Jim Nyama, Executive Director of Ivory Belongs to Elephants and Kahindi Lekalhaile, Director of Public Affairs at the Africa Network for Animal Welfare discuss President Trumps recent action reversing the 2014 ban on transporting ivory from Zimbabwe and Zambia and his subsequent retraction putting the decision on hold for further study.
This lengthy interview reveals a candid discussion of the ethic for human-animal co-existence in Kenya as defined by local values. Local values are in conflict with elitist, powerful foreign pro-hunting influence. Lekalhaile and Nyama provide an African perspective to the post-colonial pressures existing throughout the continent.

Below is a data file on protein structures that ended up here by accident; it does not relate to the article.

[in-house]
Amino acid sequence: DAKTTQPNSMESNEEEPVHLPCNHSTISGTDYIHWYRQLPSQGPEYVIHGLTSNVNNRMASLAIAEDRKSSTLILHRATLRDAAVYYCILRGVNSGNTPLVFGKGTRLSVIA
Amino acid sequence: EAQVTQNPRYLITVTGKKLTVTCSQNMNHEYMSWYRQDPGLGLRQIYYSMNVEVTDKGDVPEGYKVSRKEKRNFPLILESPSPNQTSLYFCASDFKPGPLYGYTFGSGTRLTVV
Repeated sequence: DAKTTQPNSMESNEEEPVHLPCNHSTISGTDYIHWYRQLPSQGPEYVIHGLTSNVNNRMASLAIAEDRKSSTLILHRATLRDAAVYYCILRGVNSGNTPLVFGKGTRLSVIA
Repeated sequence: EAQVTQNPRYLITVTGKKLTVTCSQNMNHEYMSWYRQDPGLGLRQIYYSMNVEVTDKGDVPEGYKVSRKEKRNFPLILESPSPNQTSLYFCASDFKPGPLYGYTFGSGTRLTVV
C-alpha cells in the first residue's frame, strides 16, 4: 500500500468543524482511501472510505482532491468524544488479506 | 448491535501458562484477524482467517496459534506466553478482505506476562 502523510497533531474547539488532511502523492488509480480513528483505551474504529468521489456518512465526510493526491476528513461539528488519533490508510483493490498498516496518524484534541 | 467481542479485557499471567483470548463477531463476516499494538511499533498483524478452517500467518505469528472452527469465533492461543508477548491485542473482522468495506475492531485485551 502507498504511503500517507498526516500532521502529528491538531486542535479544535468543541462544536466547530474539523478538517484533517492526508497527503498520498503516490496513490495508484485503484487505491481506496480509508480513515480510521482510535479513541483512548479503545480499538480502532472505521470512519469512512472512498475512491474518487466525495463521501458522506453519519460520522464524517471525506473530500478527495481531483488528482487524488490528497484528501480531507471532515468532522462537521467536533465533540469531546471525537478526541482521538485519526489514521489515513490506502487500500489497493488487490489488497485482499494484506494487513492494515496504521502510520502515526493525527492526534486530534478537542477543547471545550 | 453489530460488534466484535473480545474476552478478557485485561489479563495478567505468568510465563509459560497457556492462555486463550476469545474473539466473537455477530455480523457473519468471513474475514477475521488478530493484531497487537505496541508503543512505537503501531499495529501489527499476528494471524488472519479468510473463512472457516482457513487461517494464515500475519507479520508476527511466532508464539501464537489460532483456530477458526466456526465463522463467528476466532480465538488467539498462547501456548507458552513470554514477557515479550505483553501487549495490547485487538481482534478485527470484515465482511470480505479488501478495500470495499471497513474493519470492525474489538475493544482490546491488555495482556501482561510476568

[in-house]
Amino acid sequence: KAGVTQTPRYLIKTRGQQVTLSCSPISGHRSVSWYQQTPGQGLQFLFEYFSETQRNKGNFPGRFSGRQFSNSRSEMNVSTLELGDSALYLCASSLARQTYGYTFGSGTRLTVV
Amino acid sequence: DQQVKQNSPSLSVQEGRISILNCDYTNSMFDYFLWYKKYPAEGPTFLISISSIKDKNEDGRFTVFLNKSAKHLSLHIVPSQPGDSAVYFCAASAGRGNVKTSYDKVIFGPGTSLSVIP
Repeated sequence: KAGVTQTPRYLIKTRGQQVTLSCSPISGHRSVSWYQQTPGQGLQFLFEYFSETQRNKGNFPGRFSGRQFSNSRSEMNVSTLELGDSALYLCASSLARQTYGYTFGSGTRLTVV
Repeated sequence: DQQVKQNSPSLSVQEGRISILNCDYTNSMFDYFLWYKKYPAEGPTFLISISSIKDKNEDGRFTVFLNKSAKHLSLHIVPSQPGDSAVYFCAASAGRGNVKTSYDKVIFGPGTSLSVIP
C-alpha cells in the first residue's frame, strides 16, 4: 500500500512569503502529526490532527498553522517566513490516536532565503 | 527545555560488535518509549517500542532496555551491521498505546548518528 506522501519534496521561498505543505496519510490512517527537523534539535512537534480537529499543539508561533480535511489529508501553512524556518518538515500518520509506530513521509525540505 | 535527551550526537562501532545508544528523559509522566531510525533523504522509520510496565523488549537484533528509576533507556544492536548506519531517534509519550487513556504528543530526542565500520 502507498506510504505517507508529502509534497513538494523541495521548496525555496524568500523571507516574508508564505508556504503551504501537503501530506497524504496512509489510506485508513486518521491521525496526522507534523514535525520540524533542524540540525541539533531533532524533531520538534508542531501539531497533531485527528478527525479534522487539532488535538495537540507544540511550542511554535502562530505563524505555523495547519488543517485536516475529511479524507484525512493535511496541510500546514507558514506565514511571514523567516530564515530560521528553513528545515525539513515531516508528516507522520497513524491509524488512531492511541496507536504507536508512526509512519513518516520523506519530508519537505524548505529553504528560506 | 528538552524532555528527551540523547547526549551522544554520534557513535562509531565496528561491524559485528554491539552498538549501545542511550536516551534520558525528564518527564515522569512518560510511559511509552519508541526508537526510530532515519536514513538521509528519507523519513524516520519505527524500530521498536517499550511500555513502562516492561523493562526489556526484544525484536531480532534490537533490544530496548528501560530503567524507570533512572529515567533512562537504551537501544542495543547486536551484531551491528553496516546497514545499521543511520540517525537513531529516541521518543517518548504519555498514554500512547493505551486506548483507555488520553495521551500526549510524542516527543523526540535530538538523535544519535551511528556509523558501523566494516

- China’s commitment to end ivory consumption transfers pressure to the United States
- The United Kingdom is second to the United States in consumption of ivory
- 70% of wildlife lives outside national parks
- Communities should not be characterized as poor. Communities live with Kenya’s wildlife every day
- To protect and conserve wildlife living outside national parks, as well as inside national parks, the conservation discussion must include Kenyan communities
- Tourism represents 12% of Kenya’s GNP
- In African countries where hunting is allowed white hunters are poachers not conservationist in the eyes of locals
- 70% of hunting revenues go back to the country of origin not to the local people who live with wildlife
- In Kenya, revenue from Kenya Wildlife Service does trickle down to local communities
- New revenue to help fund conservation in the host country is largely a myth